The study assessed potential sources of nosocomial infections as well as the knowledge of healthcare workers about these infections in a peri-urban polyclinic of Ghana. Swabs were taken in duplicates from beds in the wards, door knobs, sinks, nurses’ desks, taps handles, delivery beds, wound dressing rooms, and door and flashing handles of lavatories. After overnight incubation, the samples were serially diluted two times and the third diluent was used in culturing unto plate counting agar, MacConkey agar, blood agar and incubated at 35±2°C for 24 h. The plates were read for colonies and isolated colonies were identified. A simple random method was used to sample the respondents from the various departments in the Polyclinic. Structured questionnaires were administered to solicit their knowledge or understanding of possible causes of nosocomial infections and their perception of the efficacy of the cleaning processes employed in the facility as well as measures put in place to protect healthcare workers from these infections. Data collected showed that Bacillus spp. was the predominant bacterium isolated contributing 64.3% of the total isolate. Out of the 24 pathogenic organisms forming 35.7% of the total organisms isolated, Staphylococcus aureus (94.8%) formed the majority and Pseudomonas aeruginosa (5.2%) was the least isolated. There was no significant difference between the number of isolates recorded before cleaning and after cleaning (P > 0.05) with almost the same number and type of organisms isolated in both cases. Apart from the orderlies who demonstrated little knowledge on nosocomial infections, all the other healthcare workers exhibited adequate knowledge of nosocomial infections. The seemingly high percentage of pathogenic isolates from our study site indicates a high potential risk of nosocomial infections in peri-urban polyclinics.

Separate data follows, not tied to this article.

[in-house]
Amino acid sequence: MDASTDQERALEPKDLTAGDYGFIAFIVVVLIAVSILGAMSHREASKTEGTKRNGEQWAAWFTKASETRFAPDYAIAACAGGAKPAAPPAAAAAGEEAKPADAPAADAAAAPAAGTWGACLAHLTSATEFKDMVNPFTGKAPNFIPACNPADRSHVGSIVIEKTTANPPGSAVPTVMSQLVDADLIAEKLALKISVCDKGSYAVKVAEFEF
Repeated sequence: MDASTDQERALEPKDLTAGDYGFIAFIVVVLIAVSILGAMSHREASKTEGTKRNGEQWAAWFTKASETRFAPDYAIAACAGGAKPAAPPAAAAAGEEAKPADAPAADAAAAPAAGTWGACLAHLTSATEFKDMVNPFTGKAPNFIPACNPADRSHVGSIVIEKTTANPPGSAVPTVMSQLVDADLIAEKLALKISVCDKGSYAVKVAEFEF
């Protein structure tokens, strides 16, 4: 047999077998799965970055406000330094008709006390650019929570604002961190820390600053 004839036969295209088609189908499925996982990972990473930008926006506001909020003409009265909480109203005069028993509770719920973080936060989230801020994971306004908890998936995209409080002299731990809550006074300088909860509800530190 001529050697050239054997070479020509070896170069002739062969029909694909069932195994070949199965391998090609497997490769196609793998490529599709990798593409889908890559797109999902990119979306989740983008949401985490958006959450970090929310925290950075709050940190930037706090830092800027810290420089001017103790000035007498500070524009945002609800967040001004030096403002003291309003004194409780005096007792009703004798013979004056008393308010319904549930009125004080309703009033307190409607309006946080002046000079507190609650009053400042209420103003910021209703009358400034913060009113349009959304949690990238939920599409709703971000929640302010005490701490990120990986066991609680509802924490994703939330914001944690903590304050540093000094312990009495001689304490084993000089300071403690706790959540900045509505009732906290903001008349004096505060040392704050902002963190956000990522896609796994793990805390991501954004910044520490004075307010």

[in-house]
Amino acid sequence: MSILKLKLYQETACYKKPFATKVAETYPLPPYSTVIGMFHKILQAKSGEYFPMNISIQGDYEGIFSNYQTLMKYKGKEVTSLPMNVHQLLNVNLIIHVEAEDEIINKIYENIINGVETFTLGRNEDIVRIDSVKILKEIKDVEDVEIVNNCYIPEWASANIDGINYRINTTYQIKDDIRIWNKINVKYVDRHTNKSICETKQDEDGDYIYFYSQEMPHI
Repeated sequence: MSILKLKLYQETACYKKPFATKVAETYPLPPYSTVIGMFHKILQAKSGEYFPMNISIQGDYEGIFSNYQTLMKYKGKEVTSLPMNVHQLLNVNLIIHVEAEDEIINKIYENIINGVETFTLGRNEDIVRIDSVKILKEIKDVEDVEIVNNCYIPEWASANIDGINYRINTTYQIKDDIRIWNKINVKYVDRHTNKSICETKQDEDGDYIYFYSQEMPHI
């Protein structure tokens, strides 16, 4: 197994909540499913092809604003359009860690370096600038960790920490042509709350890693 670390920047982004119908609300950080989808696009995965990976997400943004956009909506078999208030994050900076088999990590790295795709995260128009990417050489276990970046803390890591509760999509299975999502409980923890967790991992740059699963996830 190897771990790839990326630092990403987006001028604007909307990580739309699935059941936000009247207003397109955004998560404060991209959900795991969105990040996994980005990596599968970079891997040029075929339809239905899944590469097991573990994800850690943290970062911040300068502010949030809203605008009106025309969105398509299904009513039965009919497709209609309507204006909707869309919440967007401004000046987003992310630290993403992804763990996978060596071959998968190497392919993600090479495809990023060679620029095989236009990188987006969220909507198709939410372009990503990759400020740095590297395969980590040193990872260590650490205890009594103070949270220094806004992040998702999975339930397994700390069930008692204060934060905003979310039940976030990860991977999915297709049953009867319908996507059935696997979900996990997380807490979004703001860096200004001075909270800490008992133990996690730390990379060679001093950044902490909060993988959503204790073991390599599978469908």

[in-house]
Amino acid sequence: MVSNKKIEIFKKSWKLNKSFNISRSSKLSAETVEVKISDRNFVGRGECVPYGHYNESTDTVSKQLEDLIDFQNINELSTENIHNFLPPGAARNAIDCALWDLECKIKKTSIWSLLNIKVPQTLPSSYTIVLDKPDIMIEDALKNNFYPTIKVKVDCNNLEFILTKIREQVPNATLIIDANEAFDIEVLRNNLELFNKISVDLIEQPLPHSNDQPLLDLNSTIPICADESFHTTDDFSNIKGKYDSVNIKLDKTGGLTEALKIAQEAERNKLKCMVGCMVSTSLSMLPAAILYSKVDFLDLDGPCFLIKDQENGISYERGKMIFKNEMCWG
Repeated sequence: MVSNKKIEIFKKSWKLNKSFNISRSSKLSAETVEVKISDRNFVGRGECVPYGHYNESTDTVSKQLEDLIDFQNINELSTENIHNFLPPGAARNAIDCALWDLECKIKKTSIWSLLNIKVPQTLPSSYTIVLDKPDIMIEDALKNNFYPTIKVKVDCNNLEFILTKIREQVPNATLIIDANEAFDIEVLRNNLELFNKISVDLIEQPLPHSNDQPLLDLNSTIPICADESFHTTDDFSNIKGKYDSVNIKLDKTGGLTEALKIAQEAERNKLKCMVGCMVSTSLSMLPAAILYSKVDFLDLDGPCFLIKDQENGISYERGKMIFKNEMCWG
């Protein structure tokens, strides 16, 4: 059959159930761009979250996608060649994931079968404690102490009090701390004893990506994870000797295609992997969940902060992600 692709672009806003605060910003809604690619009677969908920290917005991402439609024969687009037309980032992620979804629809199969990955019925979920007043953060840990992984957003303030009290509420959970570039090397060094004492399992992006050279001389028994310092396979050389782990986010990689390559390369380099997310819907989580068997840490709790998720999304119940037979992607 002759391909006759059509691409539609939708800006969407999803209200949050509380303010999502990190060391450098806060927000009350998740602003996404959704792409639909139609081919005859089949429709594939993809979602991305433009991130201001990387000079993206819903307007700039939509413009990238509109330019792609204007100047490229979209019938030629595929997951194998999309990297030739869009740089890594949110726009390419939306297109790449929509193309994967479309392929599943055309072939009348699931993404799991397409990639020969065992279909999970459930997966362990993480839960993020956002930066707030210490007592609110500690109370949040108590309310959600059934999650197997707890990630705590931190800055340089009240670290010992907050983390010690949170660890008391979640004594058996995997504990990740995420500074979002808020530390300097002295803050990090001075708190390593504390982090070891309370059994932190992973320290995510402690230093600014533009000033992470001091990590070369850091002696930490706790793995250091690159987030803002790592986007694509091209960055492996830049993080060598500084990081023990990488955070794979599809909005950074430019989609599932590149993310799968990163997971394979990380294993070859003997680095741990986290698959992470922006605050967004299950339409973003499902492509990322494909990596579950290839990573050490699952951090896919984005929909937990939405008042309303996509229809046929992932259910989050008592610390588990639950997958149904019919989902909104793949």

Key words: Fomites, infections, Staphylococcus aureus, Bacillus spp., Pseudomonas aeruginosa.
Copyright © 2018 Author(s) retain the copyright of this article.
This article is published under the terms of the Creative Commons Attribution License 4.0